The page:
Operative word here should be “native” ability, not mastery; all too many expats in Asia have such shockingly poor understanding of their own language one doubts they can actually be effective teachers of it. Part of my previous position was to screen resumes sent to positions in my program that were being advertised. I generally stopped considering someone if they had more than three typos, spelling or grammatical mistakes. Some resumes I received had literally dozens. Growing up with a language does not automatically confer an ability to communicate adequately in, let alone teach it. Any of your readers thinking about becoming ESL teachers in Asia (or anywhere else for that matter) should keep that in mind.

    While on the subject, being a native-speaker in English will generally get you a low-level, low-to slightly below average paying job, but the real prize jobs (bona fide international schools, permanent university positions) only come about if you have some combination of professional certification (in the form an Education and/or Linguistics plus a professional teaching license) and experience (or significant practicum experience if you are starting out). Landing a job at a high school in one of the Gulf Arab states is absolutely out of the question with anything less, but you’ll be able to score a “conversation” school gig in Thailand or Taiwan. Pay, benefits and working conditions should be considered commensurate with the job. In other words, if it pays like Wal Mart and looks like Wal Mart it is probably going to be like working at Wal Mart.

    It is also precisely that attitude that I quoted on part of some Asian countries (China, Japan and Korea come to mind) that gets people into the kind of predicament you found yourself in at the ESL training center; inadequately trained and/or inexperienced teachers being billed by unscrupulous owners and assumed by unsuspecting or naive parents as being “experts”, and both are left wondering as to why if the results are anything less than what would be expected from a seasoned professional.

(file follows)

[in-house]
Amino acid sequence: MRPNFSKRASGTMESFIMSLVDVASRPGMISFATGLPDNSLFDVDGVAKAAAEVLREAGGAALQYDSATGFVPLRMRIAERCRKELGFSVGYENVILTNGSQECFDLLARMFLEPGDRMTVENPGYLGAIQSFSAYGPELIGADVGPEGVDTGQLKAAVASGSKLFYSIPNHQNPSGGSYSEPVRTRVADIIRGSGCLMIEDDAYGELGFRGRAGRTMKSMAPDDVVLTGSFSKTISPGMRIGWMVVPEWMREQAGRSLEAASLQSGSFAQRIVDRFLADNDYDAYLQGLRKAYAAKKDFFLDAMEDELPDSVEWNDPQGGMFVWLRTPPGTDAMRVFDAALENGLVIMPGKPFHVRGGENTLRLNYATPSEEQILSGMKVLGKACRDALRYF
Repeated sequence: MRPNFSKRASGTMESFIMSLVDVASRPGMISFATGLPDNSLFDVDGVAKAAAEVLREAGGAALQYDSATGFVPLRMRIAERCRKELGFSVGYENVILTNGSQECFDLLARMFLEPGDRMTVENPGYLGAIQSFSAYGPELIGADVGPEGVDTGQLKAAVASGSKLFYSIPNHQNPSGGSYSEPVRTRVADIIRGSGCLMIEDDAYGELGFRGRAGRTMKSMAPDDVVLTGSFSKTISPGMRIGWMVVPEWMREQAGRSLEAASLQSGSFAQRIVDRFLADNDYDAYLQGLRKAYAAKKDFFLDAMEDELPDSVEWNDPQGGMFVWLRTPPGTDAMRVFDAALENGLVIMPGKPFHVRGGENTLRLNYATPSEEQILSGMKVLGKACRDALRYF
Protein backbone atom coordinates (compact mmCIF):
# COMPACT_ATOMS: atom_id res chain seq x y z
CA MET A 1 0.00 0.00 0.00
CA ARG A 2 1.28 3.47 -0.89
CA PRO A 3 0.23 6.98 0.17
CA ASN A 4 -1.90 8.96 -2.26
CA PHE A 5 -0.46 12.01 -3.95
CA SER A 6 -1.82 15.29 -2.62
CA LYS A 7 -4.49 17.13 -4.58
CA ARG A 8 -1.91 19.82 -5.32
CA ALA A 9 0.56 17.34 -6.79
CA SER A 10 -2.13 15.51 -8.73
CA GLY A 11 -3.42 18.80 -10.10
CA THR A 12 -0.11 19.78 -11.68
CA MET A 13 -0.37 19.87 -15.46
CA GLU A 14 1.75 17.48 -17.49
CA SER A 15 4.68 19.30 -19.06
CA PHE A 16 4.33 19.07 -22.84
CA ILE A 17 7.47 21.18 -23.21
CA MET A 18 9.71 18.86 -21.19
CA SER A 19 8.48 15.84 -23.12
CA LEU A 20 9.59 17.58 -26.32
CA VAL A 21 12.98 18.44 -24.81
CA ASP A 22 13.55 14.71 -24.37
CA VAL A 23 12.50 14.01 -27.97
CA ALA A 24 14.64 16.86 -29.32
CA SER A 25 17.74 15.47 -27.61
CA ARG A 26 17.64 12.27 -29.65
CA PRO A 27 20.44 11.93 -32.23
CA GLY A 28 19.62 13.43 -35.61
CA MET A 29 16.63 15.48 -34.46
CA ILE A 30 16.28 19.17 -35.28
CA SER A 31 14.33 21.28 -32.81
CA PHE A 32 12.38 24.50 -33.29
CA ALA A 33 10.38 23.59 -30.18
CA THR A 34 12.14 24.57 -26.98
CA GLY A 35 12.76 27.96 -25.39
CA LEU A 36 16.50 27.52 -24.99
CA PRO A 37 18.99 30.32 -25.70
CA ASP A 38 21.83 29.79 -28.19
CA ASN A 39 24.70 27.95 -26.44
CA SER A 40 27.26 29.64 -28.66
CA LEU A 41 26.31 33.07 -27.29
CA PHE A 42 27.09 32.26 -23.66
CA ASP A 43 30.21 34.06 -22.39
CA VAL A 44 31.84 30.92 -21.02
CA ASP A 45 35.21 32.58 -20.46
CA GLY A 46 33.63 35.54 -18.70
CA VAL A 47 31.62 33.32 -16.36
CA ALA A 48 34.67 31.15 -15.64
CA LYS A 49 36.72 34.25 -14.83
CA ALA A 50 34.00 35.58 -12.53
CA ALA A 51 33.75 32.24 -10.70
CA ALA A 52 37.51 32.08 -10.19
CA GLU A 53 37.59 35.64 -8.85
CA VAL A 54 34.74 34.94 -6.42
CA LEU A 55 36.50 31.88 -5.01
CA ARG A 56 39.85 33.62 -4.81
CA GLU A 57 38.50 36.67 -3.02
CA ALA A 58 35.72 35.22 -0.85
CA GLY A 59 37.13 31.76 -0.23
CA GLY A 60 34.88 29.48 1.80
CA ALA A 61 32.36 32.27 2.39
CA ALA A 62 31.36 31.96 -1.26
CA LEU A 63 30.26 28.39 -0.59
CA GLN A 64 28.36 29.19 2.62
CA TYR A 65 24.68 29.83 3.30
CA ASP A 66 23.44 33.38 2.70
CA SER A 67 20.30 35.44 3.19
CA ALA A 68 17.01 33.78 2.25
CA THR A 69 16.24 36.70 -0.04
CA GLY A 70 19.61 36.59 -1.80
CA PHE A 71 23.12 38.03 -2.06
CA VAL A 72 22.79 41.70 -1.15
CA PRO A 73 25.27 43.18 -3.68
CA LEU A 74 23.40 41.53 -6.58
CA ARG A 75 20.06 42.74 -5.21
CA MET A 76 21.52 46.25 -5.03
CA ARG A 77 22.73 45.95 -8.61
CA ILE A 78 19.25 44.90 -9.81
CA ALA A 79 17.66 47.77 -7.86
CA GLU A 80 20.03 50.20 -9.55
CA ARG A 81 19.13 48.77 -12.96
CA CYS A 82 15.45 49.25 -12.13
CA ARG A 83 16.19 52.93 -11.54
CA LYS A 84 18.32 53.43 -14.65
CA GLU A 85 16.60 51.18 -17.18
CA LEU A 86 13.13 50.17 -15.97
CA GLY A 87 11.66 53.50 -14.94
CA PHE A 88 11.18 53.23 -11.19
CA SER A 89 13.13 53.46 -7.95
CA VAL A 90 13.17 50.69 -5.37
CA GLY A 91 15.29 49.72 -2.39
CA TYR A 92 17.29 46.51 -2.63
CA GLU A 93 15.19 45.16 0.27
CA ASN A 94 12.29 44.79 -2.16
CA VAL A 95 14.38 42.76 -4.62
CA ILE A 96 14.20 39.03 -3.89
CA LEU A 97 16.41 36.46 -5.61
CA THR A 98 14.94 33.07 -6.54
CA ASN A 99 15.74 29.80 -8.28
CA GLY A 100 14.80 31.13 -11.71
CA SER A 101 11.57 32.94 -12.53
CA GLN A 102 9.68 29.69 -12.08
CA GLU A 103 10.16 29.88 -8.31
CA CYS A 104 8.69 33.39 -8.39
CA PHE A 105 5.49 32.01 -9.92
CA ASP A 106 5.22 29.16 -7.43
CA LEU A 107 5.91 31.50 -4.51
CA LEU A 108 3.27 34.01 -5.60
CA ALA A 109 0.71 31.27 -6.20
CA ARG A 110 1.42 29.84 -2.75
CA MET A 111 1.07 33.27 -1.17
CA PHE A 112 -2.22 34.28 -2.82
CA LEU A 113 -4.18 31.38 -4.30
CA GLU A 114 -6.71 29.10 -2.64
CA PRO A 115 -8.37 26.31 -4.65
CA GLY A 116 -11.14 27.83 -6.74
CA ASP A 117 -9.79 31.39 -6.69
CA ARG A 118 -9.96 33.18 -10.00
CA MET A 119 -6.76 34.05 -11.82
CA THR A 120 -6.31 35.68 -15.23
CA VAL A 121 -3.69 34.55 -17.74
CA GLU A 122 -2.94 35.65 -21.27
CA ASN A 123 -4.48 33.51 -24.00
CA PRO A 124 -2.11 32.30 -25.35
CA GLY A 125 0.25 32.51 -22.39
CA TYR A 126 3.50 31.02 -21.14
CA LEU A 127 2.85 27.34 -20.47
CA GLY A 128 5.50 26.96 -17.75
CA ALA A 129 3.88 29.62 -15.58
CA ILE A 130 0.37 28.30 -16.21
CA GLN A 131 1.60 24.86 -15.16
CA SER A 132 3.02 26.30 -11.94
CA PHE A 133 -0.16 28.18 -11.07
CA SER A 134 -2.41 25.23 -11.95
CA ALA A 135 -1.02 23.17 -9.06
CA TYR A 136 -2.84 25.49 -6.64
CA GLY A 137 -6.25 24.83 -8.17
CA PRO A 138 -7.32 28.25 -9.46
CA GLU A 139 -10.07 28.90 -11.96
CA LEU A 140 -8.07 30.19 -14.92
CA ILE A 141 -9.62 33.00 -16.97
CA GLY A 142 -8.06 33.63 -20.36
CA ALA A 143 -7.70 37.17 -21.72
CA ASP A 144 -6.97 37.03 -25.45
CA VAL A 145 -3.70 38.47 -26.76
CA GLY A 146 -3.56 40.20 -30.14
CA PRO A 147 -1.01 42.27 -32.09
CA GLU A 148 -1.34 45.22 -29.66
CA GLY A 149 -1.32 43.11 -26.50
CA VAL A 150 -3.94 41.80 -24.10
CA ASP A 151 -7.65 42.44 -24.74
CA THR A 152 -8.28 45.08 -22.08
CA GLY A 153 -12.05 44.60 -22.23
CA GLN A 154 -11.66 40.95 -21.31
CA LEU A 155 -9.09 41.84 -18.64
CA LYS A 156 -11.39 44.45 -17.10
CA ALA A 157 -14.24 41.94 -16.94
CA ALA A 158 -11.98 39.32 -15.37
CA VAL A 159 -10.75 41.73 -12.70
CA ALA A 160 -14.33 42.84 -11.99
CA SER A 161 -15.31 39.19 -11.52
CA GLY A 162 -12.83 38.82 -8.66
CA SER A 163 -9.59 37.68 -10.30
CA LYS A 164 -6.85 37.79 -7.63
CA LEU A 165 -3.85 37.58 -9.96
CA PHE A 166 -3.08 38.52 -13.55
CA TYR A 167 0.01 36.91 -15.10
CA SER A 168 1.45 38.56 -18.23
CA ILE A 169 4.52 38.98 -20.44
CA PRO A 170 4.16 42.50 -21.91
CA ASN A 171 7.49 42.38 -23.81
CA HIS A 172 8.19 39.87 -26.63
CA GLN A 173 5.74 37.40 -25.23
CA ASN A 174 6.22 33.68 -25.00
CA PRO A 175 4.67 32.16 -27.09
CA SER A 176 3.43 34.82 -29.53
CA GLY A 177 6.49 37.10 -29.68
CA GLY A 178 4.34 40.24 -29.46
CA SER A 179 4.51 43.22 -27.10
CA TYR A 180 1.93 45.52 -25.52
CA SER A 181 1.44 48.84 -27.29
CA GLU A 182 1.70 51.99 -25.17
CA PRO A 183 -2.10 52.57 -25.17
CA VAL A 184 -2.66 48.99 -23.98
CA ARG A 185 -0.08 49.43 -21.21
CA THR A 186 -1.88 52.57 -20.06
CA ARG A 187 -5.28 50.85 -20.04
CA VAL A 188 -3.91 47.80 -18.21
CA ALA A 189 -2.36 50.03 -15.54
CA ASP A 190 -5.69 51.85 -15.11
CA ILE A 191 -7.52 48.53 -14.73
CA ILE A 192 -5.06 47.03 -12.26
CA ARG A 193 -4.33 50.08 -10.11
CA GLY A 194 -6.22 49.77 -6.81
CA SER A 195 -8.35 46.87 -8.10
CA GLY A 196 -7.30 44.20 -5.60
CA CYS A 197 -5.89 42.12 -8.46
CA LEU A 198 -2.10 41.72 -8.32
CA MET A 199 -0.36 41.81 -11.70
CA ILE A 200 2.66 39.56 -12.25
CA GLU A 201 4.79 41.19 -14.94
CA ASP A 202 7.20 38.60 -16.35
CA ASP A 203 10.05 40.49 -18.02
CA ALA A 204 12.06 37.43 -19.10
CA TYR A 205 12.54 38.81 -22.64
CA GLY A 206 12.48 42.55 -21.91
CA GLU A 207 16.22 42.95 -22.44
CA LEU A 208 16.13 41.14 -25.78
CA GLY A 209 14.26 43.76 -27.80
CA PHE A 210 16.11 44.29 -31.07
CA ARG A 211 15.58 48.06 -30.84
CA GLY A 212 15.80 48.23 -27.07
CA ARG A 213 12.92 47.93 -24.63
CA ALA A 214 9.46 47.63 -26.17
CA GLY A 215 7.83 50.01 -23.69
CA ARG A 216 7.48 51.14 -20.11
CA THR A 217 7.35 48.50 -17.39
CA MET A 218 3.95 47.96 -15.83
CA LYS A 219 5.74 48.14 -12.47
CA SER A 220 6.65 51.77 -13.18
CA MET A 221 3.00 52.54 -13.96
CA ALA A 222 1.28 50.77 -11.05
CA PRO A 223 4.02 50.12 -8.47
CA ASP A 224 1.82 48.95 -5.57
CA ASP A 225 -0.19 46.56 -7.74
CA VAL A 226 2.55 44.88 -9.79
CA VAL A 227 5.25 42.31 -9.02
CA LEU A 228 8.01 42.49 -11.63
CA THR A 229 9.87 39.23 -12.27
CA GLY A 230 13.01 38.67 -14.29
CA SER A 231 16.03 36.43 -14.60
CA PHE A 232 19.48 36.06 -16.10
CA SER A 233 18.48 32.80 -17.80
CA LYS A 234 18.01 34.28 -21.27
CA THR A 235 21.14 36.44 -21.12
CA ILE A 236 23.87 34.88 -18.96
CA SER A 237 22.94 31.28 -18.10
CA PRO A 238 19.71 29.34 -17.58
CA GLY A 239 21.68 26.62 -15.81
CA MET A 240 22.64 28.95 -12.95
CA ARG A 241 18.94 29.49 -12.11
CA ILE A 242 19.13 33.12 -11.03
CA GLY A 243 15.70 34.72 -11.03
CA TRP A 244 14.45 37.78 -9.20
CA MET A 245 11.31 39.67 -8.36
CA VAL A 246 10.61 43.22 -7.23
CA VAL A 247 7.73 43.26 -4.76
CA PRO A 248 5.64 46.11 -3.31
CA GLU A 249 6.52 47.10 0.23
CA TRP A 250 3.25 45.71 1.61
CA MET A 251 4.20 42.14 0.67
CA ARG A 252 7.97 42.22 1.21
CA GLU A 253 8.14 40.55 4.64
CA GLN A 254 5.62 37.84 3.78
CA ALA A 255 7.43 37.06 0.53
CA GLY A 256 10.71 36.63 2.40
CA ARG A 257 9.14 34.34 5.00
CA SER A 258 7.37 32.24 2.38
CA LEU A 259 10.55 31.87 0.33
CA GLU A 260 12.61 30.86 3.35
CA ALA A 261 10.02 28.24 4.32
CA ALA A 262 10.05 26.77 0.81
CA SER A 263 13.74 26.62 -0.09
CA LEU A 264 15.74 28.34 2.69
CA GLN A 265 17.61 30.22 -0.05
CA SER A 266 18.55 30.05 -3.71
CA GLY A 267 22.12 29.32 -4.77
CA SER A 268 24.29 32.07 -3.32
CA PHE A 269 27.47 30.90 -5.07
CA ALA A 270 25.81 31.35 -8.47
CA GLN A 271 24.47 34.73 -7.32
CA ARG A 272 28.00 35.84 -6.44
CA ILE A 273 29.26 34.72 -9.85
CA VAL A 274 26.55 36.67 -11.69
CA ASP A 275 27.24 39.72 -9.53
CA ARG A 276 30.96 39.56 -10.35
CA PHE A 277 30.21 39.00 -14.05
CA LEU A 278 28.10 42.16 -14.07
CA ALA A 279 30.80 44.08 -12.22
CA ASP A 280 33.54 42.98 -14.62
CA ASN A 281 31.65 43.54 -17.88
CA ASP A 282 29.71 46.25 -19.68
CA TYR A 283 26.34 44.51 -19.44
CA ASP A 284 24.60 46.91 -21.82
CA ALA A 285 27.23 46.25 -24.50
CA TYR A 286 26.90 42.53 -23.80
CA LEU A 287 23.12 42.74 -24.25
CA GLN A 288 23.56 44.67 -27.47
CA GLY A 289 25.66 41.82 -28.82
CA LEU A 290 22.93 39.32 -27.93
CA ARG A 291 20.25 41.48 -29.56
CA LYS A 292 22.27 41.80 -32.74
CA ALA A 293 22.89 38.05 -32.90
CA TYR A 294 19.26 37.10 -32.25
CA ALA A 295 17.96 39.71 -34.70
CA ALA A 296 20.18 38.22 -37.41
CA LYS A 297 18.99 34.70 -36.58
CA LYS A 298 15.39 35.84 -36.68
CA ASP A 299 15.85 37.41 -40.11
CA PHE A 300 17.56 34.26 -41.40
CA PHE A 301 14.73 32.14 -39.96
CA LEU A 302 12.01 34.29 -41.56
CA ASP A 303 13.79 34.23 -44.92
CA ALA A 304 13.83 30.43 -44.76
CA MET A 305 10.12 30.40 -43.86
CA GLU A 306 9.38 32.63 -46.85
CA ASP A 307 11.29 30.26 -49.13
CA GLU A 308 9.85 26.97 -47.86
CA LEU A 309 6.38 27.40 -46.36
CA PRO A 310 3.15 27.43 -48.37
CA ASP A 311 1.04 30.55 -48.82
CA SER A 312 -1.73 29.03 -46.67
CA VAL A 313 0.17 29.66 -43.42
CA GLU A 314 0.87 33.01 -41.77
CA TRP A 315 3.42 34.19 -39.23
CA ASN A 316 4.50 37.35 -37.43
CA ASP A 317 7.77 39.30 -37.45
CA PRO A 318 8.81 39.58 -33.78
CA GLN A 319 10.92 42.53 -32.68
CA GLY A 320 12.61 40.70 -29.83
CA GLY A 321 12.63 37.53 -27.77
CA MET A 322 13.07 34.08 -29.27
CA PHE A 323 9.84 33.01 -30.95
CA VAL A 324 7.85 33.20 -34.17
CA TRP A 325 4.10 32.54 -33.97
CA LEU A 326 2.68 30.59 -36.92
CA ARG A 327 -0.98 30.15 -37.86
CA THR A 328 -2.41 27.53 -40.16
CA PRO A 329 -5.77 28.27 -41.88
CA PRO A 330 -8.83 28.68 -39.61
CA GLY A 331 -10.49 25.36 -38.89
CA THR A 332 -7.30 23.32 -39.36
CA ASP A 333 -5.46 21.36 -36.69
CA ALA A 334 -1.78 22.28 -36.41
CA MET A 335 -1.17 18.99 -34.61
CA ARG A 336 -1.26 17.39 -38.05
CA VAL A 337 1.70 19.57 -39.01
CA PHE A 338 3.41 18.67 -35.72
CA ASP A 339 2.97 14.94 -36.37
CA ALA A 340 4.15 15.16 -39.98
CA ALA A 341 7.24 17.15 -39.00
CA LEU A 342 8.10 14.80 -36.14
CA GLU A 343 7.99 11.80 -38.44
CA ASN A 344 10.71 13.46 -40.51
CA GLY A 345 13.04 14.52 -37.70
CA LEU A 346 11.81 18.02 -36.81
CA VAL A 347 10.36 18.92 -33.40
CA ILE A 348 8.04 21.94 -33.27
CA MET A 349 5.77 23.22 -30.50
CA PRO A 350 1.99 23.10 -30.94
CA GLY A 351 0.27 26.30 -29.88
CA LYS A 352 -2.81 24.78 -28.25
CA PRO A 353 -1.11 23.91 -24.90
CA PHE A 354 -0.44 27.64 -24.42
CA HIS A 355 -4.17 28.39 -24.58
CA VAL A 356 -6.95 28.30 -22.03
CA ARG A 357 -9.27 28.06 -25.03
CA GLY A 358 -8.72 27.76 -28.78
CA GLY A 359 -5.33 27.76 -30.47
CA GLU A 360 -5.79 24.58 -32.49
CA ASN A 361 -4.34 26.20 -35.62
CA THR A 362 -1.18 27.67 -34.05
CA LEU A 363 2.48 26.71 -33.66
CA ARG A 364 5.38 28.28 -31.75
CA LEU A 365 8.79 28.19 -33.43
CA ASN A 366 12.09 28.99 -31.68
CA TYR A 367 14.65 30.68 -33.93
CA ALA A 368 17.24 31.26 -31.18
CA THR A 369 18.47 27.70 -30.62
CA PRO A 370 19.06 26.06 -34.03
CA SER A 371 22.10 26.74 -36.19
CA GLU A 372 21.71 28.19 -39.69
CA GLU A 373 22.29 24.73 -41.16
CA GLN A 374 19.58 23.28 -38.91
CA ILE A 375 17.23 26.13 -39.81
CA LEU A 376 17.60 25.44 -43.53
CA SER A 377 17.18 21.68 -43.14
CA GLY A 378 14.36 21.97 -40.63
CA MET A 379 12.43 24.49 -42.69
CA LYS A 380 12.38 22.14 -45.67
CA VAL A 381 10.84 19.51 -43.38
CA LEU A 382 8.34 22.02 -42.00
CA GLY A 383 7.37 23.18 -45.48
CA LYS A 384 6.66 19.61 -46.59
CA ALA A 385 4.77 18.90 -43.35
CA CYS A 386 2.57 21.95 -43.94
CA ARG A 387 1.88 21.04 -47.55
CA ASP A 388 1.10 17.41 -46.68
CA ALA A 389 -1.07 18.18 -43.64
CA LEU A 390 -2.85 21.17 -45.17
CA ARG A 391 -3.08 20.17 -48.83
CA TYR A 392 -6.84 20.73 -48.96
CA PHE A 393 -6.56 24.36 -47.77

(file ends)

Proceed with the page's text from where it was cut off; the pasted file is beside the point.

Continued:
Concerning China specifically, your readers should be aware of this: it is not a democracy. China is a totalitarian state, where it’s own citizens do not have many of the same rights and privileges that expats from the democratic West take for granted. Any of your readers thinking about teaching in China should ask themselves this: if Chinese citizens do not have the same sorts of freedoms and privileges found in democratic countries, what can a non-Chinese citizen expect? The answer can be readily found on the internet, which is awash with tales of employer manipulation, fraud and abuse. I live and work in Japan, and even as a non-citizen I am guaranteed certain protections under Japanese law than can be enforced should I choose to fight. The same cannot be said for China. Anyone considering teaching in China-BE WARNED.

    Finally, a word about the caption underneath the one photo-”95% of my students are girls.” I’ll give you the benefit of the doubt and assume you weren’t alluding to anything untoward, so I’m directing this to anyone else reading your blog and seeing that photo. If you are a single white guy teaching in Asia, remember this-you are getting paid to try and teach people English, not to score with as many of your female students as you can. This bears mentioning because it is an all too familiar scene for those of us who have spent any significant time doing this job over here. You are thought of as a professional (even if you are not). Act accordingly. Besides, it is a great way to get yourself into deep trouble. There are plenty of those kinds of stories out there as well.

    Expat with 10+ years in Japan.

  10. I’m in Shenzhen, just about to go to work, in a ESL training circus and quit. 3 years in China, heading back to Europe. My fiance at the time couldn’t stay in the UK with me because of her visa reasons, now we are married, i’m homeward bound. Good luck with China, you have a good gig there. 90% of foreign teachers here would cut their arms off to have that job.